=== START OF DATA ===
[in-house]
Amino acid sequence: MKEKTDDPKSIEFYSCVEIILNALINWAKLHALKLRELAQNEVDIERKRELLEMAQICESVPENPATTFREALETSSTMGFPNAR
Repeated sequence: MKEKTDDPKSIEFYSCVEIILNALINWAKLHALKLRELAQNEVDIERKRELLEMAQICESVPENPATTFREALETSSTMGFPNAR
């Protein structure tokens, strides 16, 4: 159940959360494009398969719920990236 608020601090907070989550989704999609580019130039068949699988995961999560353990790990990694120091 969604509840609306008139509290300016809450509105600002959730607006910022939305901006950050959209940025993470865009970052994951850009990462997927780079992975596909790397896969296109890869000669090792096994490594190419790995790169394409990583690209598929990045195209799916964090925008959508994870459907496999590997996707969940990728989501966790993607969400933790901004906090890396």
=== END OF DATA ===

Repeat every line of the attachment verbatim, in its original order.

[in-house]
Amino acid sequence: MKEKTDDPKSIEFYSCVEIILNALINWAKLHALKLRELAQNEVDIERKRELLEMAQICESVPENPATTFREALETSSTMGFPNAR
Repeated sequence: MKEKTDDPKSIEFYSCVEIILNALINWAKLHALKLRELAQNEVDIERKRELLEMAQICESVPENPATTFREALETSSTMGFPNAR
């Protein structure tokens, strides 16, 4: 159940959360494009398969719920990236 608020601090907070989550989704999609580019130039068949699988995961999560353990790990990694120091 969604509840609306008139509290300016809450509105600002959730607006910022939305901006950050959209940025993470865009970052994951850009990462997927780079992975596909790397896969296109890869000669090792096994490594190419790995790169394409990583690209598929990045195209799916964090925008959508994870459907496999590997996707969940990728989501966790993607969400933790901004906090890396």